A new defense think tank has emerged onto the Washington, D.C. scene to challenge complacent thinking in foreign policy and provide a third way to the traditional neoconservative vs. liberal internationalist debate.
Defense Priorities Foundation, launched three months ago by supporters of a foreign policy more focused on restraint and realist grand strategy, has already managed to place more than 100 opinion pieces in major papers, The Daily Caller included.
The plans for the foundation’s expansion are ambitious, especially given that the narratives many of its fellows offer are decidedly outside normal national security discourse in either the Republican or Democratic Party.
Edward King, CEO of DPF, told The Daily Caller News Foundation that while the activities of the foundation will be fairly diverse, routine, boring policy papers won’t be part of the agenda.
Instead, DPF is focused on providing much more relevant content spanning from interviews to op-eds and other more direct methods of influence. As King put it, members of Congress barely even read the bills they vote on, so the chances of them reading yet another foreign policy paper are that much slimmer.
Along with DPF is the lobbying side of the operation, known as the Defense Priorities Initiative, which will promote a restraint-oriented take on foreign policy in Congress not divorced from fiscal consequences. That restraint entails avoiding unnecessary foreign wars to support allies who don’t actually serve American security interests. Restraint also chips away at the liberal internationalist view which often pushes the U.S. to intervene for the sake of vague notions of human rights and democracy.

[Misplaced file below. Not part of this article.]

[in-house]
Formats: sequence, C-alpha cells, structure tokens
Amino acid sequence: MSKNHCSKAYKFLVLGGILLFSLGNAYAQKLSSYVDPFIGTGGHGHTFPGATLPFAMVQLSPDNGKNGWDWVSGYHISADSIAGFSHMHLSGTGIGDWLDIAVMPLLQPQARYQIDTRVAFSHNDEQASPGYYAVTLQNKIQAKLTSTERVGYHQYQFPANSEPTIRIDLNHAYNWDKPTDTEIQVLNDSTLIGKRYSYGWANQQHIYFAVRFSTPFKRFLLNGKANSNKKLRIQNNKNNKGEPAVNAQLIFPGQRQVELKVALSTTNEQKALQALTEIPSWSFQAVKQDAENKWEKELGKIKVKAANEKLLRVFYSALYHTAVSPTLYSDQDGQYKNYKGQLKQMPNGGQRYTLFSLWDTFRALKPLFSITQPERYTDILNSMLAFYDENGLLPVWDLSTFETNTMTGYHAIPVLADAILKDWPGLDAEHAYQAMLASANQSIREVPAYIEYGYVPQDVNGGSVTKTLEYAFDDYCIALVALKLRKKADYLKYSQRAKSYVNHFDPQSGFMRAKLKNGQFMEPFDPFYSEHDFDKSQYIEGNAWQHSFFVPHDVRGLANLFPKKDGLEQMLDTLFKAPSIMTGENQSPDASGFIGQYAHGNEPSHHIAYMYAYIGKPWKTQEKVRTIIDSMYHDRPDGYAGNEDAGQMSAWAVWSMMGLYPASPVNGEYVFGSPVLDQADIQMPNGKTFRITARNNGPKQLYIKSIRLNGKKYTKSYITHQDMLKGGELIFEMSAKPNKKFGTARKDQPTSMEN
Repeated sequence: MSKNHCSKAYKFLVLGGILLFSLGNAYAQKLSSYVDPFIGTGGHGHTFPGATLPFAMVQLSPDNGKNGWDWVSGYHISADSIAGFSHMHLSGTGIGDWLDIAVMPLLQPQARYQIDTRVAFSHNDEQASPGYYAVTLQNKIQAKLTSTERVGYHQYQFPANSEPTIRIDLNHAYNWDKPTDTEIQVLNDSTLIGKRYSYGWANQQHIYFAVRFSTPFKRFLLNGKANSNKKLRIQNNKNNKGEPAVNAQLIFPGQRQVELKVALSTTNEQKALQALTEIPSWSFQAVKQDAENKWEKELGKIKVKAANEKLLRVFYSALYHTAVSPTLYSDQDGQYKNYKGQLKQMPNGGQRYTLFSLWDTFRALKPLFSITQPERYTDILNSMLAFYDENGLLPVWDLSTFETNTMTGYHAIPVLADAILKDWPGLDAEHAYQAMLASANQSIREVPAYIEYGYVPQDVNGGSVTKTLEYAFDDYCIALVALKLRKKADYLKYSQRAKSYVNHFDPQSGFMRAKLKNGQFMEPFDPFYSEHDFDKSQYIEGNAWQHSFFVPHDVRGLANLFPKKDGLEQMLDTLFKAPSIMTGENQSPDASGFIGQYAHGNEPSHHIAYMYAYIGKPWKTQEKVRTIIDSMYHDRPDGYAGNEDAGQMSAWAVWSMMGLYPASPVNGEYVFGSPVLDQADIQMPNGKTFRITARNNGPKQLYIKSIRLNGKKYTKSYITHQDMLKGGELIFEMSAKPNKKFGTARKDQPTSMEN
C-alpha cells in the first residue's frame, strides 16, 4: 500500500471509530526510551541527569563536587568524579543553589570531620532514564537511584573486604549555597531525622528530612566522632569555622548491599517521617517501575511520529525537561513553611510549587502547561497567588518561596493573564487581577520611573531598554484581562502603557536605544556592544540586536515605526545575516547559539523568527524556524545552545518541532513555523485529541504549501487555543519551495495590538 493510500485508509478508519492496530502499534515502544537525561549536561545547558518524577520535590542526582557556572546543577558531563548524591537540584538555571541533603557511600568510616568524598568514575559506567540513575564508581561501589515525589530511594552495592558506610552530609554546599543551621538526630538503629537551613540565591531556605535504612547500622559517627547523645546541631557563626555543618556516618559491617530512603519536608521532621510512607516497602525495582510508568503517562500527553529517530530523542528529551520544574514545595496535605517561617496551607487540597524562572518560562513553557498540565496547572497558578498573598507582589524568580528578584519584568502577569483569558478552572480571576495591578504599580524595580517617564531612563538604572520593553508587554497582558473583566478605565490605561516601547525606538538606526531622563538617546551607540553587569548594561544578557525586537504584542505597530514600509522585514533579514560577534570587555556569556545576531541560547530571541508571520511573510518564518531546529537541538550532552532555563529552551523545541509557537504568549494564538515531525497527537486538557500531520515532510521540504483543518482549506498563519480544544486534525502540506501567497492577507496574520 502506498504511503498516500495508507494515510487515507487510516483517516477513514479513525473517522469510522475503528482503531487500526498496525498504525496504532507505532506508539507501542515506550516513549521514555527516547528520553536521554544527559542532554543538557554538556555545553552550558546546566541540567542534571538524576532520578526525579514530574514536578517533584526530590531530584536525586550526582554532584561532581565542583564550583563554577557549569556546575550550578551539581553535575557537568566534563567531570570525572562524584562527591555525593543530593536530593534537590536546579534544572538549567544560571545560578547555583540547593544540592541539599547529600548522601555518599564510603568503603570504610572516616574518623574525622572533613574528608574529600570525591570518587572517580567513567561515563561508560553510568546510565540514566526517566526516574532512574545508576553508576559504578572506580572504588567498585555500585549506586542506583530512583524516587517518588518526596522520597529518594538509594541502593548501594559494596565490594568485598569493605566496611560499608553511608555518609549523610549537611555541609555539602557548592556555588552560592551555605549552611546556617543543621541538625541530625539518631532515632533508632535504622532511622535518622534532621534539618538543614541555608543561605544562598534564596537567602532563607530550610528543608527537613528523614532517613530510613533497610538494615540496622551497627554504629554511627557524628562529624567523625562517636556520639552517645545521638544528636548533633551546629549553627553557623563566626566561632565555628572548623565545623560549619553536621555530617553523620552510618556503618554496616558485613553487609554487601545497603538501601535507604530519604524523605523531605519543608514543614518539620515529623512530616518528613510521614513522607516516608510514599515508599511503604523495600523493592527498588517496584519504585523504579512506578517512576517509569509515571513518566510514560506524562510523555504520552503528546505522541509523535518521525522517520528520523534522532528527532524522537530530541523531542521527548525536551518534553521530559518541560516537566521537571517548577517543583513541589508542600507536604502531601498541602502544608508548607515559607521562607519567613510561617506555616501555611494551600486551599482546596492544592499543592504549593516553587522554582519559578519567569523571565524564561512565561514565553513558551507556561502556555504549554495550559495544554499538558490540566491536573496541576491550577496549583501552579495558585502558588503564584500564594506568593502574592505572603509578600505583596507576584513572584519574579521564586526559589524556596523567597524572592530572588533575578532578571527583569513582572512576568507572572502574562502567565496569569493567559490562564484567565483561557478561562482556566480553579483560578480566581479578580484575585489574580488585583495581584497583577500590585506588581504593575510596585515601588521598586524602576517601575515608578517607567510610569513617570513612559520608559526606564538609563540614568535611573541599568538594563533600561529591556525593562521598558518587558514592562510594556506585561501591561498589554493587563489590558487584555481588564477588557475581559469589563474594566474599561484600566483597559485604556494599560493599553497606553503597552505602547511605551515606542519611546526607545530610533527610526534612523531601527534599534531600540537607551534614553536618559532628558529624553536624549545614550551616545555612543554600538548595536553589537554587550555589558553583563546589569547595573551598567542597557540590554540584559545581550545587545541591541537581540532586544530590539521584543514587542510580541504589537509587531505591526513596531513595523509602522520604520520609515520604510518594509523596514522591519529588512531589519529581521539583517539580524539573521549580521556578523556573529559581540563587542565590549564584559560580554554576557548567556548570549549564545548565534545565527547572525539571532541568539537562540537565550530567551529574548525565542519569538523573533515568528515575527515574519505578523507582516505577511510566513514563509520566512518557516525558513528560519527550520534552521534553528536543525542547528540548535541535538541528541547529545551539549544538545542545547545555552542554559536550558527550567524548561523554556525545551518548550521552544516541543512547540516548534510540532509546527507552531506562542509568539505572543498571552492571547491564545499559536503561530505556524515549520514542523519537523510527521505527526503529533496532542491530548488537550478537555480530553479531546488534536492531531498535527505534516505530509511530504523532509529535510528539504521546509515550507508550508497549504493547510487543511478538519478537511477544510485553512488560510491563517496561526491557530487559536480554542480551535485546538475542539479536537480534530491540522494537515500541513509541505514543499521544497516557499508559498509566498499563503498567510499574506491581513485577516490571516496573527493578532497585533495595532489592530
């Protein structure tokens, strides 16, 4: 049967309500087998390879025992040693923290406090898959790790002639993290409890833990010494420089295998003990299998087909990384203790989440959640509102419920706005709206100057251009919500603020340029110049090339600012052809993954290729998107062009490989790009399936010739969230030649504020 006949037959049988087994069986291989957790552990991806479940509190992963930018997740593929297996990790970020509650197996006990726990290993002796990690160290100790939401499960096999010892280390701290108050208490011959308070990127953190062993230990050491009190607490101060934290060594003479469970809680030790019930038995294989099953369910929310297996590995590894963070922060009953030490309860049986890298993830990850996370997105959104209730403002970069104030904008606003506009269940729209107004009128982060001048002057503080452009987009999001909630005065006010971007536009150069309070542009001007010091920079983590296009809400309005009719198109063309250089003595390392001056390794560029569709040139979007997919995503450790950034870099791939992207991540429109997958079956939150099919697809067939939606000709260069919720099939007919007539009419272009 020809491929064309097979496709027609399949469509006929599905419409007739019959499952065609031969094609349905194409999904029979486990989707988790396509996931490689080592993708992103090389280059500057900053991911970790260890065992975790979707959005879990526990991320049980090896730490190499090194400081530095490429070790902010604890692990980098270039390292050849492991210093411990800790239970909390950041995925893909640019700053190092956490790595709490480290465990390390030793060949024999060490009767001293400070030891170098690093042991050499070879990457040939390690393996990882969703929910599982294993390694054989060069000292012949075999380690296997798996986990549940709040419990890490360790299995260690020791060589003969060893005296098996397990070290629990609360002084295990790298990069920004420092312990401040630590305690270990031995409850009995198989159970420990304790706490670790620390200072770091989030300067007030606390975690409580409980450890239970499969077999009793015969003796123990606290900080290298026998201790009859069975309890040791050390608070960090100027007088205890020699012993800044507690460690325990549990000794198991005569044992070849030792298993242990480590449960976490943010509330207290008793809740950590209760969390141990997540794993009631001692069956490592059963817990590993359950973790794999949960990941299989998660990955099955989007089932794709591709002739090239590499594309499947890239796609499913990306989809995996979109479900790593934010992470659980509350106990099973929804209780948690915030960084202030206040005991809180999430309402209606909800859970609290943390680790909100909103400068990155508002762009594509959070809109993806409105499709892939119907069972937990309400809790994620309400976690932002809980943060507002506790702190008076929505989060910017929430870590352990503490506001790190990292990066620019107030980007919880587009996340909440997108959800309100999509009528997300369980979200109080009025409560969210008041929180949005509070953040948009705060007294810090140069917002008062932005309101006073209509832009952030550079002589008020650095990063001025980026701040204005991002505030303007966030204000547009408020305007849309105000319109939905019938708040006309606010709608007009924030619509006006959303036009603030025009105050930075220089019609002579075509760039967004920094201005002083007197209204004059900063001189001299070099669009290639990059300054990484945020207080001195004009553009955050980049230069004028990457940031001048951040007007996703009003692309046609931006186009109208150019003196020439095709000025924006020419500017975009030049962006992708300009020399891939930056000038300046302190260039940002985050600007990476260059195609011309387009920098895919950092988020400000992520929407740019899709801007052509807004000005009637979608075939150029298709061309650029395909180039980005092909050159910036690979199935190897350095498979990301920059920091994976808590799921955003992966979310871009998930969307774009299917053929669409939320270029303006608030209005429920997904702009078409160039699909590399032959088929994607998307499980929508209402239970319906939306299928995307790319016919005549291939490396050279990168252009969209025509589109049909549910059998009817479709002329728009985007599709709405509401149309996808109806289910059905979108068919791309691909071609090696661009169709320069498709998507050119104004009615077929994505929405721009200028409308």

In other words, DPF is looking for a complete reevaluation of American security interests. Less foreign intervention likely means less spent on the defense industry, which benefits greatly from an increased military presence abroad.
As such, the goal of DPF is to gather together a sustainable grassroots base of funding from regular Americans, many of whom don’t have an ideological home in either the Republican or Democratic Party. Although the Charles Koch Institute is not funding the foundation, at least one of the policy experts on the team belongs to the Koch network, particularly Dr. William Ruger, a veteran of the war in Afghanistan who serves as the Vice President of research and policy at CKI.
As an object-level sample of some of the views DPF is interested in discussing appear in some op-eds from its fellows. One of those pieces, written by fellow Bonnie Kristian, states that certain military officials are overblowing the threat posed by Russia, in order to justify boosting the Department of Defense budget. Kristian highlights quotes from various Army officers showing that Russia is vastly outmatched by U.S. military might and is also technologically inferior.
A second piece by Doug Bandow, published by Business Insider, advocates for a complete troop withdrawal from Afghanistan, despite dominating perspectives either pushing for as much force in Afghanistan as is deployed in Iraq and Syria, or maintaining existing troop levels.
According to Bandow, America’s presence in Afghanistan hasn’t even prevented al-Qaida or the Islamic State from getting bolder and expanding.
“Washington cannot fix Afghanistan,” Bandow wrote. “The U.S. cannot afford the human and financial cost of endless war. It’s well past time to bring home America’s military personnel.”
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